Ahh, democracy. Stronghold of freedom and renowned leveler of playing fields, ’tis one of the last remaining systems where a lone principled voice can still make a difference. An equalizer against tyranny, injustice, and corrupt oligarchic rule, by any other name, simply would not smell as sweet.
And you, with your altruism, your gusto, and your ten-point vision for a better tomorrow, you’ve girded up your loins and filled out your disclosure forms and rallied your closest friends and family. You’re going to let the general public kick the tires on your best ideas with the ultimate field test; you’re going to run for office.
Not so fast, friend.
The Democrats heard you’re thinking of running, and they’re here to tell you: “that’s not how we do things around here.”
They’re sure your ideas are probably great and all, but they’re going to let Cam or Cal or Connor what’s-his-name take this one. He’s already got his crisp shirt sleeves partially rolled up and everything.
Maybe next time though, eh? Keep your chin up, and remember to vote blue no matter who.✌️🌊
For anyone who doesn’t know, here’s what happens when you surprise the Democratic Party insider-establishment by signaling a potential run for office in a race that rightfully belongs to their candidate.
First, someone catches wind of your plans and alerts a staffer on the crackerjack team of professional Democrats running the campaign for the preordained candidate.
The campaign team leaders proceed to — as the kids say — lose their shit. Vermont Senator Patrick Leahy puts it only slightly more diplomatically, referring to this phase as the period of “absolute panic.”
Everybody pulls out their cell phone or BlackBerry and gets their well-groomed thumbs moving as quickly as possible.
The campaign staffers call the candidate. The candidate calls the party leadership. The leaders call delegates and operatives and donors and strategists; and everyone scrambles around like a bunch of Keystone Cops until they figure out how to respond to this completely outrageous encroachment into their dominion of paternalistic centrism.
I mean, how dare you — nay, anyone — have the audacity to campaign for this democratically elected office without checking first to make sure it was okay with them?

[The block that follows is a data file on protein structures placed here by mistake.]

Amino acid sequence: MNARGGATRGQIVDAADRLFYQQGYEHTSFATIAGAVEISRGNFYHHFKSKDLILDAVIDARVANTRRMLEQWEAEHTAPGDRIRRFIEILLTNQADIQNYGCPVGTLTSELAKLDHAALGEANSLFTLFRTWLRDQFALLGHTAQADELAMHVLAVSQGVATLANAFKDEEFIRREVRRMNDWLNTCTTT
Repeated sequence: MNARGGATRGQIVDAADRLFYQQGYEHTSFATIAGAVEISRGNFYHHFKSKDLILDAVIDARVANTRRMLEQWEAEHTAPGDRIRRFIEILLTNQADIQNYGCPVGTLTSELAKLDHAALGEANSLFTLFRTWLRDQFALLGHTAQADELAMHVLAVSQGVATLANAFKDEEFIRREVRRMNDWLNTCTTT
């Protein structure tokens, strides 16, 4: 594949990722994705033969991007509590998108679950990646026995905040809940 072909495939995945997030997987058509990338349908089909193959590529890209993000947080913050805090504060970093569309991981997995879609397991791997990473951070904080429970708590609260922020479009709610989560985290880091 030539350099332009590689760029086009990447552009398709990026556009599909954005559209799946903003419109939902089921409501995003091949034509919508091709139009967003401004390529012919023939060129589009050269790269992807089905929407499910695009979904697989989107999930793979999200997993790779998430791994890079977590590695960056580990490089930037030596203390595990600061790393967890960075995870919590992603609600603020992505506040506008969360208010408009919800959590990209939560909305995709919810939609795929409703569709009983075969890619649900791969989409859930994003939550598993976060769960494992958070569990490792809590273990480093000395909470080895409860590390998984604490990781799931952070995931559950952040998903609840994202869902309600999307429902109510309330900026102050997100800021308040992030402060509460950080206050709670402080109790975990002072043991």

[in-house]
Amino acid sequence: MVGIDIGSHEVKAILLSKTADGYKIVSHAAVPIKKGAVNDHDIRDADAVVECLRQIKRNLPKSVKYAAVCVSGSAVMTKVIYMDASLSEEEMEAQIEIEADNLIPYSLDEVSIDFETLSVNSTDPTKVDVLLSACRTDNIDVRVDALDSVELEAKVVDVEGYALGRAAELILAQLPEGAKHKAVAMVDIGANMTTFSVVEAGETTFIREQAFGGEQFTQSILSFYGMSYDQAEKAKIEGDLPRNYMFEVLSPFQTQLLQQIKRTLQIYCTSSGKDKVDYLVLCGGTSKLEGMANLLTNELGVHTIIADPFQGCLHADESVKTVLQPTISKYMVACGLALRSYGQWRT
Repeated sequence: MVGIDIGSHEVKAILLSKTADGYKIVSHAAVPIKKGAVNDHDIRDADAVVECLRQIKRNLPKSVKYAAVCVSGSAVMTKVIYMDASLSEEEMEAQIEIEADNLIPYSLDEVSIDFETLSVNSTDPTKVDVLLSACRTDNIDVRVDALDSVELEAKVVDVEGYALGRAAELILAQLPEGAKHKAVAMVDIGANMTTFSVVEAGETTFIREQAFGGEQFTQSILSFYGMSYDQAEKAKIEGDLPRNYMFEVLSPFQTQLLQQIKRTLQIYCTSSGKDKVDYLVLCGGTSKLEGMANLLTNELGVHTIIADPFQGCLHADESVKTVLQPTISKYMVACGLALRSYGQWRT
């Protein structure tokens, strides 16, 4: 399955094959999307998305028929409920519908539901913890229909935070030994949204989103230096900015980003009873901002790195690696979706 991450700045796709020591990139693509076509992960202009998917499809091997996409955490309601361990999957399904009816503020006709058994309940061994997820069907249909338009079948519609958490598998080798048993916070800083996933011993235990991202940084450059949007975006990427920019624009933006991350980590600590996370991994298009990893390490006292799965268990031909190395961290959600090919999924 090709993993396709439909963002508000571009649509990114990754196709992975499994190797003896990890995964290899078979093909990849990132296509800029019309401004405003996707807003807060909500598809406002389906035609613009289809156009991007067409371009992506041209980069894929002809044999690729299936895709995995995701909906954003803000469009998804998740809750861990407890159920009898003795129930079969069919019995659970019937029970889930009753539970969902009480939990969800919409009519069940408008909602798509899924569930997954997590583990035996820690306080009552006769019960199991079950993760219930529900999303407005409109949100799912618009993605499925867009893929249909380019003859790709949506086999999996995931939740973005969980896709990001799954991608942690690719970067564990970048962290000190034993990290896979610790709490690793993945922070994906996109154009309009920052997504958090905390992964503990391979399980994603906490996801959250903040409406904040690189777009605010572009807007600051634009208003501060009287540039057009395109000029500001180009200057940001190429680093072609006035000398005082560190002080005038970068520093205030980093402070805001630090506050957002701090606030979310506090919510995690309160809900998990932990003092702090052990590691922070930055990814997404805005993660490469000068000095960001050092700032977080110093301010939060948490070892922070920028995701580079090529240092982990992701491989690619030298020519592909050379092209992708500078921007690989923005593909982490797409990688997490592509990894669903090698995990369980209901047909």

After their emotional flooding has subsided, they’ll blow the dust off the standard talking points, punch them up a bit with seasonal quips, and propagate the message like an all-points bulletin to insiders and party loyalists.
That’s when they start coming for you. All of them.
Sometimes it’s texts. Sometimes it’s calls and voicemails. Sometimes they’ll even flag you down in public. Their tone is often more friendly than hostile and even adulatory at times, but you know and they know what these conversations are really about.
If your run is a big enough threat to their plans, you might even get a call from the candidate themself. They have tied up a lot capital from their personal fortunes and professional networks to make their run. This is their big chance, and they paid good money for it.
That’s when you know you’ve really made waves. The only thing rich people hate more than a bad return on their investment is having to get an obstinate squirrel out of the factory themselves.
If you let them get hold of you, they’ll make their best case for why your run is a bad idea. They’ll say there’s a bigger picture that you’re missing. They’ll try to convince you that you’re out-raised, misinformed, and nonviable — that running for this office isn’t the way to accomplish what you’re trying to do.
They’ll tell you to be a team player. Seriously.
The thing is, when your competitors are twisting your arm and pressuring you to be a team player, that’s not a democracy. Scholars might call it a cartel, but that would be an insult to cartels, which, generally speaking, are better run than the Democratic Party’s insider scheme and a hell of a lot more effective.
The party loyalists will tell you that you should run for something else. Something local maybe. They’re not sure what but definitely not this. Something nonpartisan could be a good fit for you. Just not this. Because you’d be great at lots of things as long as they don’t involve running for this office. This race is just too important.
Sometimes they’ll end up grinding you down. You’ll bow out for the greater good or the lesser evil, or simply because you’re tired of trying to fight the good fight in a battle with a predetermined outcome. And that’s okay. It’s okay because you’re human, just like the people you’re running for.
But sometimes — sometimes you’ll say to hell with them and run anyway. If you do, good for you. Even if you don’t win, even if you can’t, be the ever-present thorn in their side. Ruffle their feathers. Take them to task. Remind them that there are people willing to stand up and flip the table over when word gets out that the game is rigged. Real democracy is rough around the edges. It’s uncouth and audacious. But most importantly, it isn’t for sale.
Don’t let them ever forget that.